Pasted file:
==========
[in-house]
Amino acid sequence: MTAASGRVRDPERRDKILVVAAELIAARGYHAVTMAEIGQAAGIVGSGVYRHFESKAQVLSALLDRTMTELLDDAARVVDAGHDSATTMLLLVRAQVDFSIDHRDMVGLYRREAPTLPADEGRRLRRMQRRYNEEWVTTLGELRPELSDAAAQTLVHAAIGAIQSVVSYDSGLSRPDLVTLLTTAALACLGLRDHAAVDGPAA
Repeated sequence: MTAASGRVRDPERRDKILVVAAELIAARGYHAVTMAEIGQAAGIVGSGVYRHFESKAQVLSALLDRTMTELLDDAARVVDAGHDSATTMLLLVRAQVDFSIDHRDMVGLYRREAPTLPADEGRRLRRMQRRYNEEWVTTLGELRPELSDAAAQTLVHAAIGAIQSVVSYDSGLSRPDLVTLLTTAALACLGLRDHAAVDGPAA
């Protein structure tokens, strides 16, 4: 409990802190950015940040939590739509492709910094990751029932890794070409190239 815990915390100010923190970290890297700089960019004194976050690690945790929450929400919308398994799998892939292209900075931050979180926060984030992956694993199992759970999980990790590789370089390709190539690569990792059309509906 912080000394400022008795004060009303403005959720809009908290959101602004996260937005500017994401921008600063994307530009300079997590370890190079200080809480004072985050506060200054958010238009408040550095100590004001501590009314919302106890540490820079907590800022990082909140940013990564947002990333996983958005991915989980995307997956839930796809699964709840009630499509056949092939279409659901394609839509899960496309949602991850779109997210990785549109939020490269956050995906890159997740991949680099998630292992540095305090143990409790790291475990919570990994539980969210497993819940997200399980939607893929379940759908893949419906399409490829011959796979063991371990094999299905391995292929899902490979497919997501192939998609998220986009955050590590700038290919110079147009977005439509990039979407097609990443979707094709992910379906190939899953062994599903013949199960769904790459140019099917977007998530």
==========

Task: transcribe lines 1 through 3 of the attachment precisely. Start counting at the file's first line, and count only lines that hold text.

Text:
[in-house]
Amino acid sequence: MTAASGRVRDPERRDKILVVAAELIAARGYHAVTMAEIGQAAGIVGSGVYRHFESKAQVLSALLDRTMTELLDDAARVVDAGHDSATTMLLLVRAQVDFSIDHRDMVGLYRREAPTLPADEGRRLRRMQRRYNEEWVTTLGELRPELSDAAAQTLVHAAIGAIQSVVSYDSGLSRPDLVTLLTTAALACLGLRDHAAVDGPAA
Repeated sequence: MTAASGRVRDPERRDKILVVAAELIAARGYHAVTMAEIGQAAGIVGSGVYRHFESKAQVLSALLDRTMTELLDDAARVVDAGHDSATTMLLLVRAQVDFSIDHRDMVGLYRREAPTLPADEGRRLRRMQRRYNEEWVTTLGELRPELSDAAAQTLVHAAIGAIQSVVSYDSGLSRPDLVTLLTTAALACLGLRDHAAVDGPAA